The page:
Validation of a New Model-Based Tracking Technique for Measuring Three-Dimensional, In Vivo Glenohumeral Joint Kinematics

[+] Author and Article Information
Michael J. Bey

 Henry Ford Health Systems, Department of Orthopaedics and Rehabilitation, Bone and Joint Center, E&R 2015, 2799 W. Grand Blvd., Detroit, MI 48202bey@bjc.hfh.edu

Roger Zauel, Stephanie K. Brock, Scott Tashman

 Henry Ford Health Systems, Department of Orthopaedics and Rehabilitation, Bone and Joint Center, E&R 2015, 2799 W. Grand Blvd., Detroit, MI 48202

J Biomech Eng 128(4), 604-609 (Jan 31, 2006) (6 pages) doi:10.1115/1.2206199 History: Received July 07, 2005; Revised January 31, 2006

Shoulder motion is complex and significant research efforts have focused on measuring glenohumeral joint motion. Unfortunately, conventional motion measurement techniques are unable to measure glenohumeral joint kinematics during dynamic shoulder motion to clinically significant levels of accuracy. The purpose of this study was to validate the accuracy of a new model-based tracking technique for measuring three-dimensional, in vivo glenohumeral joint kinematics. We have developed a model-based tracking technique for accurately measuring in vivo joint motion from biplane radiographic images that tracks the position of bones based on their three-dimensional shape and texture. To validate this technique, we implanted tantalum beads into the humerus and scapula of both shoulders from three cadaver specimens and then recorded biplane radiographic images of the shoulder while manually moving each specimen’s arm. The position of the humerus and scapula were measured using the model-based tracking system and with a previously validated dynamic radiostereometric analysis (RSA) technique. Accuracy was reported in terms of measurement bias, measurement precision, and overall dynamic accuracy by comparing the model-based tracking results to the dynamic RSA results. The model-based tracking technique produced results that were in excellent agreement with the RSA technique. Measurement bias ranged from 0.126to0.199mm for the scapula and ranged from 0.022to0.079mm for the humerus. Dynamic measurement precision was better than 0.130mm for the scapula and 0.095mm for the humerus. Overall dynamic accuracy indicated that rms errors in any one direction were less than 0.385mm for the scapula and less than 0.374mm for the humerus. These errors correspond to rotational inaccuracies of approximately 0.25deg for the scapula and 0.47deg for the humerus. This new model-based tracking approach represents a non-invasive technique for accurately measuring dynamic glenohumeral joint motion under in vivo conditions. The model-based technique achieves accuracy levels that far surpass all previously reported non-invasive techniques for measuring in vivo glenohumeral joint motion. This technique is supported by a rigorous validation study that provides a realistic simulation of in vivo conditions and we fully expect to achieve these levels of accuracy with in vivo human testing. Future research will use this technique to analyze shoulder motion under a variety of testing conditions and to investigate the effects of conservative and surgical treatment of rotator cuff tears on dynamic joint stability.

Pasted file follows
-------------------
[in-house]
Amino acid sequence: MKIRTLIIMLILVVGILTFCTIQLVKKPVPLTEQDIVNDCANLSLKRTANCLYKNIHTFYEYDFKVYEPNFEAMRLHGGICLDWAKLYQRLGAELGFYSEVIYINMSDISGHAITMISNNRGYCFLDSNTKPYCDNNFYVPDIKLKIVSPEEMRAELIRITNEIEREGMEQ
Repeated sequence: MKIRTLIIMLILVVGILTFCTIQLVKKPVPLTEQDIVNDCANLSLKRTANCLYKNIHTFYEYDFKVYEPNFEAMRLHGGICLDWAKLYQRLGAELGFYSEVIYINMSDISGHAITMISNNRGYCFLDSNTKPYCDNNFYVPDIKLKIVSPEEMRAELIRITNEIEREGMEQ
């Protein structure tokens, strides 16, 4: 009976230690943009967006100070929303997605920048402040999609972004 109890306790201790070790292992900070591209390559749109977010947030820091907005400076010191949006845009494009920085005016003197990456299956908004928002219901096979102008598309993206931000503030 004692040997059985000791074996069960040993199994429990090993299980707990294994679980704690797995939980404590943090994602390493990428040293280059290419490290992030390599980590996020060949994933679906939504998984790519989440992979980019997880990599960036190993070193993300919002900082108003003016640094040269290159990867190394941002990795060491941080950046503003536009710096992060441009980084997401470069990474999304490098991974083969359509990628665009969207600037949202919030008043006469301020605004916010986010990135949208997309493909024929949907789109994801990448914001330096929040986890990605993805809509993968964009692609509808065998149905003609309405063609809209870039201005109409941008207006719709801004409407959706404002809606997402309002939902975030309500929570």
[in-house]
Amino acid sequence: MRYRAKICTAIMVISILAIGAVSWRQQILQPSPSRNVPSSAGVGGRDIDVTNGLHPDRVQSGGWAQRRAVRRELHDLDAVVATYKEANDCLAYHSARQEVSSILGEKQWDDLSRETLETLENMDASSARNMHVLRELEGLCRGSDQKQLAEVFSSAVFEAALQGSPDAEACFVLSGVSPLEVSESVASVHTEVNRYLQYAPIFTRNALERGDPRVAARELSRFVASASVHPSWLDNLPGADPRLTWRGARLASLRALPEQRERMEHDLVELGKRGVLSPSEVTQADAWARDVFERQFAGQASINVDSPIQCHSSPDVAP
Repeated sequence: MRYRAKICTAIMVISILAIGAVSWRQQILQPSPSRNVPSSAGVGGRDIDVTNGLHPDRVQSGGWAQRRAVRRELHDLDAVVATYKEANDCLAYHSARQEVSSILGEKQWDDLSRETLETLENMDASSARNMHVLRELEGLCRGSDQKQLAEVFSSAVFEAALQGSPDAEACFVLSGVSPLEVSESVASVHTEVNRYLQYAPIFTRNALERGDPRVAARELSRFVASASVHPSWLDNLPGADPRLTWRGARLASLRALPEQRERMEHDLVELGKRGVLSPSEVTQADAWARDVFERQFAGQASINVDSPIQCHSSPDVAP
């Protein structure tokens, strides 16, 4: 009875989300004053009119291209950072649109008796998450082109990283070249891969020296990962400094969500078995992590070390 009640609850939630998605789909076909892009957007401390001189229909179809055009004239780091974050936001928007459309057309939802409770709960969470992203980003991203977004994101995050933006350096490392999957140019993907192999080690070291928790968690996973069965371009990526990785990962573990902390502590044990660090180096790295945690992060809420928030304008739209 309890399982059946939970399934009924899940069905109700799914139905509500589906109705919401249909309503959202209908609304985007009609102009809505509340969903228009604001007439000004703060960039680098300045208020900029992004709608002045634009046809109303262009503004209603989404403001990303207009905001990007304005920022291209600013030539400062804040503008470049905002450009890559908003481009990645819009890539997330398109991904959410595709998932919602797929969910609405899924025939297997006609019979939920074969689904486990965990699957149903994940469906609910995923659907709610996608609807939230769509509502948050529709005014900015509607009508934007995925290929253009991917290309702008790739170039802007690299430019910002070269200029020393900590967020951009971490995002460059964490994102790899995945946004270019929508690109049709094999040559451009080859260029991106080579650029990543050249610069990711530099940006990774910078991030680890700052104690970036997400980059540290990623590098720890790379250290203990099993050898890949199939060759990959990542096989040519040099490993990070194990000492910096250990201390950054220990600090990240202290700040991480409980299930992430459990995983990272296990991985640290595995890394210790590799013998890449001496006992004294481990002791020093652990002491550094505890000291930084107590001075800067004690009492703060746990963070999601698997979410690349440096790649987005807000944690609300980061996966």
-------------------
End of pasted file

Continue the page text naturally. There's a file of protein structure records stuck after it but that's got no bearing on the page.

Copyright © 2006 by American Society of Mechanical Engineers
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Grahic Jump Location
Figure 1

Flow chart showing the process used by the model-based tracking algorithm to find a bone’s optimal position and orientation from a pair of biplane x-ray images

Grahic Jump Location
Figure 2

A pair of digitally reconstructed radiographs (DRRs) are constructed from the CT bone model. The position and orientation of the CT bone model is refined to optimize the correlation between the two DRRs and the two biplane x-ray images.

Grahic Jump Location
Figure 3

Single-frame model-based tracking solution for the scapula (left) and humerus (right). In each image, the two digitally reconstructed radiographs (DRRs)—i.e., the highlighted bones in each image—are superimposed over the original pair of biplane x-ray images in the position and orientation that maximized the correlation between the DRRs and biplane x-ray images. Note that the implanted tantalum beads, which are visible in the fluoroscopic images, have been removed from the volumetric CT bone model and thus do not appear in the DRRs.




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